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Shortparis
Tak Zakalyalas’ Stal ('Thus the Steel Was Tempered') Richard Foster , November 6th, 2019 09:31

Tak Zakalyalas’ Stal ('Thus the Steel Was Tempered'), the new record by St Petersburg's Shortparis is an album made to conquer, finds Richard Foster

Shortparis are a force of nature. They are one of the most brilliant and exciting live bands this reviewer has seen in the last few years. But, however tempting it is to paint them as the latest sensational morsel for consumption, it would be unfair to see them – or their mighty new record, Thus the Steel Was Tempered – as harbingers of the “new”. On the contrary, the St. Petersburg act have had a number of years to hone their vision and boast a pretty diverse back catalogue.

Although the band are not there to be remade, or remodelled by anyone but themselves, repeated listens suggest that this is a record created to conquer. Whatever steel that has been forged by Shortparis in the making of Thus the Steel Was Tempered is an alloy that is very, very highly polished and subject to a long period of refinement and recasting. Every beat, blurp, crash and cadence of the record is fully thought through; with each song a step to a conclusion that, maddeningly to the listener, remains a secret.

Their music has always been dramatic. But it is essential to realise that now, noise is used primarily as spectacle. This new offering is full of high gloss rock music that draws liberally from the past, and has the stamp and tenor that ZTT once traded in. Gone are the accidents that gave earlier records like 2017’s Easter work a sometimes brilliant, cavalier quality. The moments that take your breath away (and there are many) are planned, and will be delivered on time. 2018’s single ‘Styd’ (Shame) sounds much more at home in this setting, its restless melancholy and innate theatrics now clearly telling a part of a wider story.

Now and again we get angry eruptions. Recent single ‘Strashno’ (Dreadful) is a hip-shaking pop march - over a blurting beat and a guitar swan dive - feels it’s summoning up the spirit of New Beat for one last dance. The title track contains some rabid howling and ‘Polomalo’ (Broken) intermittently threatens to break free of the shackles but then contents itself to follow the narrative set out for it by singer Nikolai Komyagin, who seems to relish the role of being Hamlet in Castle Shortparis.

High camp and dark despair are favoured weapons in Shortparis’s war. The ridiculous interplay with falsetto warblings and a mental guitar break on ‘Otvechaj Za Slova’ (Stand By Your Words) makes it as arch a song as you could ever wish to hear. As well as being a very creepy one. The song feels like the soundtrack to some nightmare where you can’t find your shoes. The very robotic end (with some superb cod-theatrics from Komyagin) certainly adds to this oneiric quality, your limbs frozen as you dream and sweat your way out.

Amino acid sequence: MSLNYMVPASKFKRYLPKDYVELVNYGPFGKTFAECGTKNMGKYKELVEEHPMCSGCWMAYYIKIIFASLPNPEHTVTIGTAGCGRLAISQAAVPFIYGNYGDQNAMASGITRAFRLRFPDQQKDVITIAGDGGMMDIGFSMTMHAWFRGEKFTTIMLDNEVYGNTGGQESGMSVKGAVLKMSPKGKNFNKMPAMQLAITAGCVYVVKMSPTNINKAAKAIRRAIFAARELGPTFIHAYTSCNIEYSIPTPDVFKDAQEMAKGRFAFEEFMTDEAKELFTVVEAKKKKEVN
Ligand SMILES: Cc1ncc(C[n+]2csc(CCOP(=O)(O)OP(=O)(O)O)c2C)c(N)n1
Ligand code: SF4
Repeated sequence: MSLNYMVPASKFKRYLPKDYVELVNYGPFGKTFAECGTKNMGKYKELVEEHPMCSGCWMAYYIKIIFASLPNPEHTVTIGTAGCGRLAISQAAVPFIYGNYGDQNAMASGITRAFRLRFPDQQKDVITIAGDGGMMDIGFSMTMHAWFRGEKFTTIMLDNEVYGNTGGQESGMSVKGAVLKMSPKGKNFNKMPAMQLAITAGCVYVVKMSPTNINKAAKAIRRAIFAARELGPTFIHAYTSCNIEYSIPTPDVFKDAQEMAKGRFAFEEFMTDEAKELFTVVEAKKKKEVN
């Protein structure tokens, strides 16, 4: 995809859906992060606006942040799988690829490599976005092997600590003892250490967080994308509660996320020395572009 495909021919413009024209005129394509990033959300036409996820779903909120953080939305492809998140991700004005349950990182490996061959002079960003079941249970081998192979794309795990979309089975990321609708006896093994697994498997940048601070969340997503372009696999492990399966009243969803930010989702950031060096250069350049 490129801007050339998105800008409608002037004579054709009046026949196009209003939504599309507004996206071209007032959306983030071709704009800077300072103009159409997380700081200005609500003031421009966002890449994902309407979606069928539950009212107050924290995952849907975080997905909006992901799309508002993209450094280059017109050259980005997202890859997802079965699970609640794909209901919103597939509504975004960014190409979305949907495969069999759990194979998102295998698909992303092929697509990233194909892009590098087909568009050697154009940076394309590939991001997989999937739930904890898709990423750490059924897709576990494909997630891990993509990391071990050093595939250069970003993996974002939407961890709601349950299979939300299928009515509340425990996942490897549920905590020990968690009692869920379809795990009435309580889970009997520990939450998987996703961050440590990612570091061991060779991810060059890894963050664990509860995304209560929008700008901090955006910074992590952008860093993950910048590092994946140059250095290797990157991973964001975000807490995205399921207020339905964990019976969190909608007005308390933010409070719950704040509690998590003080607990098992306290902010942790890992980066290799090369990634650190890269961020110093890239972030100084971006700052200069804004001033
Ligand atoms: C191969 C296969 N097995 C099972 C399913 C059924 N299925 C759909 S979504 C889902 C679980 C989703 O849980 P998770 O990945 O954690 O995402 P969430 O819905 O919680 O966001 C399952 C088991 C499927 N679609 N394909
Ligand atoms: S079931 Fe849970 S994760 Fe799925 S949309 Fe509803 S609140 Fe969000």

The nightmarish aspect often appears in the melody lines, which often feel as if they are deliberate pastiches of traditional Russian dances. At times this reviewer wondered if the band were taking snippets from the likes of Tchaikovsky and Shostakovitch, for the sole purpose of throwing them into the Shortparis fire pit and watching them melt. The misshapen gobbets then being polished and caressed into a new world where everything is not as it seems.

Take the glossy frantix found on ‘Nozhevoy’ (Knifelike), possibly the record’s high spot. A glorious conceit, this cut is a brilliant twenty-first century take on 80’s goth pop that is equally idiotic and superb, like a cavalry charge. We’ve heard it all before, in terms of styling and conception, but have we ever heard “it” quite like this? Imagine Pete Burns went deadly serious on you. Imagine he released a nightmare, drugged version of ‘You Spin Me Round (Like a Record)’, (the Prokofiev remix); the song’s mirror image writhing in agony, slowly revolving above the flames in an imaginary 1980s hell. ‘Zhizn’ Za Tsarya’ (A Life for the Tsar) follows directly along the same path, the accordion part somehow launching this strange sonic vessel into the Styx, fishing for the souls of the Wild Boys or the Kitchen Persons in the Stygian gloom. Last track ‘Tol'ko Khuzhe Stalo’ (Things Only Got Worse), which could soundtrack a drug fuelled midnight race round some godforsaken motorway, threatens to turn into ‘This Fear of Gods’ before somehow ending with a crash, like Lieutenant Kizhe’s sleigh ride.

To end on a curious note. If this record reminded me of anything, it was a quote by the luckless Constructivist artist Gustav Klucis when talking about the propagandist value of photography. “This precision and documentariness invests the photograph with a power of effect [...] that could never be achieved with a graphic representation.” In other words, Klucis wanted to create a type of image that transports a particular truth, for a desired effect. It’s my notion that Shortparis have melted down, recast and refined their type of music to dazzle and to dominate. The band says that the record “is structured as a progression from glossy forms to protest only illusorily possible within pop culture”. Appropriately this glorious music both engages all of your senses and somehow manages to glide past the listener like a huge black limousine with shaded windows. Engagement is not demanded outside of bearing witness to a sonic world that could immerse or reject. In fact the whole listening experience is very reminiscent of the gleaming, utterly emotionless smile given by the glamorous representative at the Embassy when you get your Russian visa stamped; after days of waiting and no communication, and with a couple of hours to dash from the offices to catch your plane. “Welcome to Russia! We hope you have a very pleasant stay.”

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